Keep It Simple Stupid

When Thad Eidman decided to jump into a start-up, he did so with both eyes open and a “secret” formula in mind. Probe a successful business leader about their business, and you will usually unlock a simple model that guides them day to day and keeps them focused on what is important.

Before launching Knoa Software (—a fast-growing software firm that helps companies like British Telecom and DHL get more value out of their enterprise software—Thad had already honed his secret formula. He was previously Entrepreneur-in-Residence at Constellation Ventures, a New York-based, $450 million venture fund, and before that was the co-founder and President of iFLEET/ERS, a leading provider of technology to the transportation industry.

He also spent 12 years at Dun & Bradstreet including stints at McCormack & Dodge, D&B’s software division and A.C. Nielsen, D&B’s marketing research division.

During all of that experience, he saw that companies often invest tens of millions of dollars to install a new enterprise system (e.g., Oracle, SAP) but fail to realize their full benefits because users don’t adopt the program or, if they do, they do not use it efficiently. Thad reasoned that by going deeper than other performance management solutions and measuring how end-users actually use software applications, companies could address many of the issues that prevent them from delivering the kinds of benefits the software application promised.

The reasoning seems to be working because Thad and his team have been growing Knoa at 100% year over year and they now have 130 customers. Their success is due in part to the simplicity of their business-building approach.

When a problem looks complex, it is because you have not yet mastered it. Masters reach simplicity. As Charles Mingus, the late American jazz composer and pianist, once said, “Creativity is more than just being different. Anybody can play weird—that’s easy. What’s hard is to be as simple as Bach. Making the simple complicated is commonplace—making the complicated simple, awesomely simple—that’s creativity.”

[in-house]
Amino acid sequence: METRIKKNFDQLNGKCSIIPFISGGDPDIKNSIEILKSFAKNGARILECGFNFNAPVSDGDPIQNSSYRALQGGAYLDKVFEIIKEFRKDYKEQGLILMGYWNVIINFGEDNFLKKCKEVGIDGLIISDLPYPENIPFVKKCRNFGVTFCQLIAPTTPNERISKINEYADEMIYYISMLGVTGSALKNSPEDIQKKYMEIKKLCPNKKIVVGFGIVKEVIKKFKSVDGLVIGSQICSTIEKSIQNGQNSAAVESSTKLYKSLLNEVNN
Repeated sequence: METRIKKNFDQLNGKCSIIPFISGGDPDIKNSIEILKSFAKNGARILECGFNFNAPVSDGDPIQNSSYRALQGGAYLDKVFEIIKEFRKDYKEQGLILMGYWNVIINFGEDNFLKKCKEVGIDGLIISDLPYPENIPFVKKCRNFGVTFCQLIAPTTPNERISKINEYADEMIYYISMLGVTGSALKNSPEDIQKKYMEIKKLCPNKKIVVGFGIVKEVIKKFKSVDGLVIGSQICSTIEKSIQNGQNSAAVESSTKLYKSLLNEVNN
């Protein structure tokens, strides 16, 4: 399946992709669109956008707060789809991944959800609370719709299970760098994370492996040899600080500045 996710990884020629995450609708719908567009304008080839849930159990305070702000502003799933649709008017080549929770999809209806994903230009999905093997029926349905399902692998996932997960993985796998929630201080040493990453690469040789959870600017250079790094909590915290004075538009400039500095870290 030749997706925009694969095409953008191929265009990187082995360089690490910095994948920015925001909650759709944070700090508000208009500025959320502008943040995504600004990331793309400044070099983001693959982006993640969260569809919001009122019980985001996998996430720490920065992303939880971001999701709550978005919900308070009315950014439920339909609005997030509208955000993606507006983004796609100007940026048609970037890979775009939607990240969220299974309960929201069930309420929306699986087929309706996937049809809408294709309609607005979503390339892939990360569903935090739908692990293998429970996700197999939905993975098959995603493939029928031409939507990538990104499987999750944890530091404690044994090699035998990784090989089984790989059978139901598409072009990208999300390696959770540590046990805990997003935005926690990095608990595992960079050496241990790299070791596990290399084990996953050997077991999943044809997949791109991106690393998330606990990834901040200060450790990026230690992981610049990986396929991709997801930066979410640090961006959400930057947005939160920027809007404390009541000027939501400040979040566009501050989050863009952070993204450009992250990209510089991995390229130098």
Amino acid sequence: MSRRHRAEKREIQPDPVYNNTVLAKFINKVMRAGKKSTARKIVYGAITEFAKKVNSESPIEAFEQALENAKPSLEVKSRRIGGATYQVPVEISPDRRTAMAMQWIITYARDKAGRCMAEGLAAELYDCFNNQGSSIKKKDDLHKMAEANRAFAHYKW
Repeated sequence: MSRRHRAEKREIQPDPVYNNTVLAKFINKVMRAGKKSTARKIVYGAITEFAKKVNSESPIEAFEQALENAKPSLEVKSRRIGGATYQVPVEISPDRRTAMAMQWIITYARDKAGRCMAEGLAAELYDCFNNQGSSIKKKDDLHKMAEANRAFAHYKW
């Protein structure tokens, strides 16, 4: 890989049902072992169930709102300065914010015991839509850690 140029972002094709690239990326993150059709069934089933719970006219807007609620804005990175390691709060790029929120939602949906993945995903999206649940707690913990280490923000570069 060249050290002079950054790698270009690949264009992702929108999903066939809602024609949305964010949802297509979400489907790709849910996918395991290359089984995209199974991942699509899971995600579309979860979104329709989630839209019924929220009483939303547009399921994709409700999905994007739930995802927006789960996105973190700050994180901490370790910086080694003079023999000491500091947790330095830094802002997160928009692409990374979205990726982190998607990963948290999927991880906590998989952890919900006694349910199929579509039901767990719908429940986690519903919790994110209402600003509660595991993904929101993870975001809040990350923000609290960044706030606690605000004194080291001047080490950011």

Thad’s experience leads him to such simplicity.

What is his “secret formula”? In an interview I had with him, Thad shared that a successful business has four steps.

1.    Get a customer

2.    Make them happy

3.    Get a referral

4.    Repeat

I’ve been thinking about this model for the past two weeks and it has really clarified things for me. It is deceptively simple but, I think, clearly captures how to build a growing company. If each day you check to see if everything you are doing fits into one of these areas, then you can feel confident you are advancing.

So today, look at your agenda, walk through your to-do list and mark anything you are doing that is not getting a customer, making them happy, or getting a referral. Then see if you can take that item off your list. I think you will find yourself more focused on the productive aspects of your company, and in turn, you will become more successful.

Kaihan Krippendorf (, a founding Fellow of the Center for Leadership and an adjunct professor in the College of Business Administration, is the author of Hide a Dagger Behind a Smile and The Way of Innovation. This article was originally written as an entry for his blog “The Outthinker: Mavericks that Out Innovate the Competition.” The opinions expressed in this column are the writer’s and do not necessarily reflect the views or opinions of either FIU or the College of Business Administration.

View all articles by Kaihan Krippendorff.

Related posts

Leave a Reply


Please solve the following to prove you are not a bot: * Time limit is exhausted. Please reload CAPTCHA.

This site uses Akismet to reduce spam. Learn how your comment data is processed.